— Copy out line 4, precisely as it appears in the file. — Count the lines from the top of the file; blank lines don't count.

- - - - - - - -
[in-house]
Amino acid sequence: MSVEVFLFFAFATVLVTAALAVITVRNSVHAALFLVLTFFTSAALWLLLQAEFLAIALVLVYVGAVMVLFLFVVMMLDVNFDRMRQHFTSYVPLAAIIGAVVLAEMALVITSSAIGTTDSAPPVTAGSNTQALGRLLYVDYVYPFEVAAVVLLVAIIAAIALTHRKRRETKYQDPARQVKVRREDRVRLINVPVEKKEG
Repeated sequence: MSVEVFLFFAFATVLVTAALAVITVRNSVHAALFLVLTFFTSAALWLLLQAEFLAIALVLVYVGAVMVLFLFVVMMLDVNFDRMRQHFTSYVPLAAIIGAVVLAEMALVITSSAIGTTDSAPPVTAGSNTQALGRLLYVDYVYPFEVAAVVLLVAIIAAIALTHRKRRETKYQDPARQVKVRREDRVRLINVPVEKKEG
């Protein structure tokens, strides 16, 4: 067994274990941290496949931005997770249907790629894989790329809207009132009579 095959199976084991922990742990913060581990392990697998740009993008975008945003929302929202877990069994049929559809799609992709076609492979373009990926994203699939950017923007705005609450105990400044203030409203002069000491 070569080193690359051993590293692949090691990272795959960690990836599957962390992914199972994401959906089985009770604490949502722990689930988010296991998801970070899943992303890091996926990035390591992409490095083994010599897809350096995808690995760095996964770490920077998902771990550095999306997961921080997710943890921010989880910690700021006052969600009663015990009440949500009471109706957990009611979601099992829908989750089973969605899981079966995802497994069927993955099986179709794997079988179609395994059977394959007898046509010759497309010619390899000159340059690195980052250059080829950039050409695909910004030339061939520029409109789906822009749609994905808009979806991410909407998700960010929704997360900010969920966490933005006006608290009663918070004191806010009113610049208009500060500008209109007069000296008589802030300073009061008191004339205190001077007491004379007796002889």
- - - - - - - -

């Protein structure tokens, strides 16, 4: 067994274990941290496949931005997770249907790629894989790329809207009132009579 095959199976084991922990742990913060581990392990697998740009993008975008945003929302929202877990069994049929559809799609992709076609492979373009990926994203699939950017923007705005609450105990400044203030409203002069000491 070569080193690359051993590293692949090691990272795959960690990836599957962390992914199972994401959906089985009770604490949502722990689930988010296991998801970070899943992303890091996926990035390591992409490095083994010599897809350096995808690995760095996964770490920077998902771990550095999306997961921080997710943890921010989880910690700021006052969600009663015990009440949500009471109706957990009611979601099992829908989750089973969605899981079966995802497994069927993955099986179709794997079988179609395994059977394959007898046509010759497309010619390899000159340059690195980052250059080829950039050409695909910004030339061939520029409109789906822009749609994905808009979806991410909407998700960010929704997360900010969920966490933005006006608290009663918070004191806010009113610049208009500060500008209109007069000296008589802030300073009061008191004339205190001077007491004379007796002889």